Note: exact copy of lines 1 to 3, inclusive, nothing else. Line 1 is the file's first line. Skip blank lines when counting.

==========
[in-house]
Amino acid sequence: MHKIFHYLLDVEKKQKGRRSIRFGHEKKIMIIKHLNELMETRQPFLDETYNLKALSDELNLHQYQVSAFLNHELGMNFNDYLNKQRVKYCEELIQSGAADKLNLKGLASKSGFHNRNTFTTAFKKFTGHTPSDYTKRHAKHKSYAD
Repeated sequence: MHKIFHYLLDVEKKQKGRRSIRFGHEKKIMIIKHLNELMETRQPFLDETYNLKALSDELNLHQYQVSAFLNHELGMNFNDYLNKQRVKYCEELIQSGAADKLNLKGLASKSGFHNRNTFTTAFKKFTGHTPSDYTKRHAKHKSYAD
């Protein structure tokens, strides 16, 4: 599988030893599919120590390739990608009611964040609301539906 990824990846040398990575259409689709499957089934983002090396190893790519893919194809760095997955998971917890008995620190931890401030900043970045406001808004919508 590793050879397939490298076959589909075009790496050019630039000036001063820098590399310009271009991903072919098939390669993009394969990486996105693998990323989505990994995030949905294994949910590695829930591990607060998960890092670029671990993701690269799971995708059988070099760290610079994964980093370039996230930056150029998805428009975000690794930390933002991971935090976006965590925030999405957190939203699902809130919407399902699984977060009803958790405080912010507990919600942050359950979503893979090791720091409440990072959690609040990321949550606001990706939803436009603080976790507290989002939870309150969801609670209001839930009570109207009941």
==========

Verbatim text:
[in-house]
Amino acid sequence: MHKIFHYLLDVEKKQKGRRSIRFGHEKKIMIIKHLNELMETRQPFLDETYNLKALSDELNLHQYQVSAFLNHELGMNFNDYLNKQRVKYCEELIQSGAADKLNLKGLASKSGFHNRNTFTTAFKKFTGHTPSDYTKRHAKHKSYAD
Repeated sequence: MHKIFHYLLDVEKKQKGRRSIRFGHEKKIMIIKHLNELMETRQPFLDETYNLKALSDELNLHQYQVSAFLNHELGMNFNDYLNKQRVKYCEELIQSGAADKLNLKGLASKSGFHNRNTFTTAFKKFTGHTPSDYTKRHAKHKSYAD